A Cessna 172 that was approaching for landing and impacted a drone at about 500 ft altitude a mile away from the airport. The pilot was able to land safely, and assumed that they had just hit a bird. A few hours later, a police detective confirmed a York Regional Police drone had struck their aircraft
The police department was flying in restricted airspace without following the proper procedures. The event did not get enough media attention, and several social media users were outraged that the incident was not given enough attention because it was by the Police. If this was by a civilian drone pilot, what would the media reaction be?
Fortunately, while the damage to the aircraft was substantial, the pilot and the passenger landed safely. Just like the other drone-aircraft collisions from before, there wasn’t any loss of life or injury. We can breathe a sigh of relief, and get on with things as they are right?
Those four confirmed incidents are four too many. The main thing that’s holding back the economic potential of drones are regulations. The regulators are concerned about safety and tend to take things slow. Ireland and Australia have actual last-mile drone deliveries happening right now because of permissive drone laws. For the economic potential of drones to be realized across the globe, the regulations need to support it and it won’t happen as long as incidents like these continue.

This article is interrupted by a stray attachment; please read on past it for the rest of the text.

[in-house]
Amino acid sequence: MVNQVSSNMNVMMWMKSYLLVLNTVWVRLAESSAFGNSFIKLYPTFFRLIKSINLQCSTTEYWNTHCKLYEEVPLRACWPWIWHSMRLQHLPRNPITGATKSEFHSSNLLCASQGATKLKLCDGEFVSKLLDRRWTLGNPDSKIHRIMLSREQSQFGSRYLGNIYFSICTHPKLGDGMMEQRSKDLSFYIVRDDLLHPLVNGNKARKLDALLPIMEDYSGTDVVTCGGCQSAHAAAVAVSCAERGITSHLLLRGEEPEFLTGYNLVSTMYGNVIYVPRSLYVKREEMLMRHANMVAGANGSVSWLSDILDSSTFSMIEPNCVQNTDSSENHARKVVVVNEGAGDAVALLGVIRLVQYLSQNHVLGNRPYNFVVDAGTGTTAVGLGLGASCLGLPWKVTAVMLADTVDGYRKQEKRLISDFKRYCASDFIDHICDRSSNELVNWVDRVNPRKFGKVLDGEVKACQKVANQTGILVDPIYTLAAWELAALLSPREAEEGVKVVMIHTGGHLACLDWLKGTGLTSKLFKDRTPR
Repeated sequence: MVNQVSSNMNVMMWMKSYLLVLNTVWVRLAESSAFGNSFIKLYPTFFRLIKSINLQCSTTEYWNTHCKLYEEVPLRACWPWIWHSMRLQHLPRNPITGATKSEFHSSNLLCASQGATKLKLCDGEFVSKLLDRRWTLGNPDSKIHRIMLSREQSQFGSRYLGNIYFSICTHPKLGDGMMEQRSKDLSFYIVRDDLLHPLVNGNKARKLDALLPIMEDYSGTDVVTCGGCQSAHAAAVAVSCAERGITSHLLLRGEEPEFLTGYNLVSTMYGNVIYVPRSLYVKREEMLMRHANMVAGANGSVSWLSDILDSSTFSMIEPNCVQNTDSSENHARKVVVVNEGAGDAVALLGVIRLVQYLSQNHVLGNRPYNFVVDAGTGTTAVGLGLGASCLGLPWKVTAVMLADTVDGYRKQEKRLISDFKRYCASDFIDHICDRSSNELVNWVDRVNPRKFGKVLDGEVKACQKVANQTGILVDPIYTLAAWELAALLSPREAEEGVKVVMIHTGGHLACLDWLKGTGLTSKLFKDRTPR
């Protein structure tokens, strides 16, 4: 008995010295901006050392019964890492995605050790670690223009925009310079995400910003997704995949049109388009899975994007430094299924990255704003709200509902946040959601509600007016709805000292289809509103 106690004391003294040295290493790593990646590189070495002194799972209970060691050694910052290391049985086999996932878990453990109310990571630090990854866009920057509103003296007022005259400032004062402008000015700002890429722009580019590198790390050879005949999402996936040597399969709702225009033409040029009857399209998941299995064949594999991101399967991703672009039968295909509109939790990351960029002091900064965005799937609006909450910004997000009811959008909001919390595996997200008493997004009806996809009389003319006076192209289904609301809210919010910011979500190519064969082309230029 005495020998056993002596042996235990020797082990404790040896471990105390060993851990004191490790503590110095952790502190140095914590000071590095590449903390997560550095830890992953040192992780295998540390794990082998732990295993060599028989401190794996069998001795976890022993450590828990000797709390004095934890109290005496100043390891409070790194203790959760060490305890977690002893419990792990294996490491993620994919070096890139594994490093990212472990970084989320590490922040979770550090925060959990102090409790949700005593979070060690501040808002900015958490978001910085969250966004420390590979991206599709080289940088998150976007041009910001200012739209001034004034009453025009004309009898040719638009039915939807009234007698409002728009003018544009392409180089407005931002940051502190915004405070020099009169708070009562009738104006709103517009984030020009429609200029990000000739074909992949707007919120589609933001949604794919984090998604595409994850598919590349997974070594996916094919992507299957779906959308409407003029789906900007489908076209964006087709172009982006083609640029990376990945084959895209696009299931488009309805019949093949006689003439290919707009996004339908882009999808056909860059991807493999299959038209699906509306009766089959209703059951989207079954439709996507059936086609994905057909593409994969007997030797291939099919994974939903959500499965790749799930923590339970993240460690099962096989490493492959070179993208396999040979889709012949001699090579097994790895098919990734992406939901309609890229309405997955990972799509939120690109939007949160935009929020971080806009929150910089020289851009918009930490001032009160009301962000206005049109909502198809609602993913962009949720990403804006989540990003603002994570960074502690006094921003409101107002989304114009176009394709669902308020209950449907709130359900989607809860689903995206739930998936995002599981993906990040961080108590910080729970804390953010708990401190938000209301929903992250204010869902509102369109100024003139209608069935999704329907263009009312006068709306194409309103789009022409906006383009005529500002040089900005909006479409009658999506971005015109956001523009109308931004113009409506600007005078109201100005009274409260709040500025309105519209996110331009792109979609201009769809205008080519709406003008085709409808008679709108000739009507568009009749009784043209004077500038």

The issue is people. Human error is the main reason for over 80% of aviation incidents. It’s the same story with drones. Human error is the majority cause of incidents. However, unlike manned aircraft, every incident caused by a drone bears high scrutiny. Aircraft pilots have skin in the game, and drone pilots don’t. Every time a drone pilot does something irresponsible, it can be seen as a threat to the safety of others.
In several forums on the internet, you can see veteran drone pilots and hobbyists instruct newcomers to fly responsibly if they’re seen doing unsafe things. This sense of safety and responsibility is an absolute minimum requirement in every drone pilot. I don’t know what’s the best way to introduce this shift in mindset, maybe it’s more intensive training, or maybe it’s education, or perhaps real-time tracking. Whatever the solution may be, I hope that we figure it out soon. Because, the next time a collision occurs, it might not fly under the radar like this one.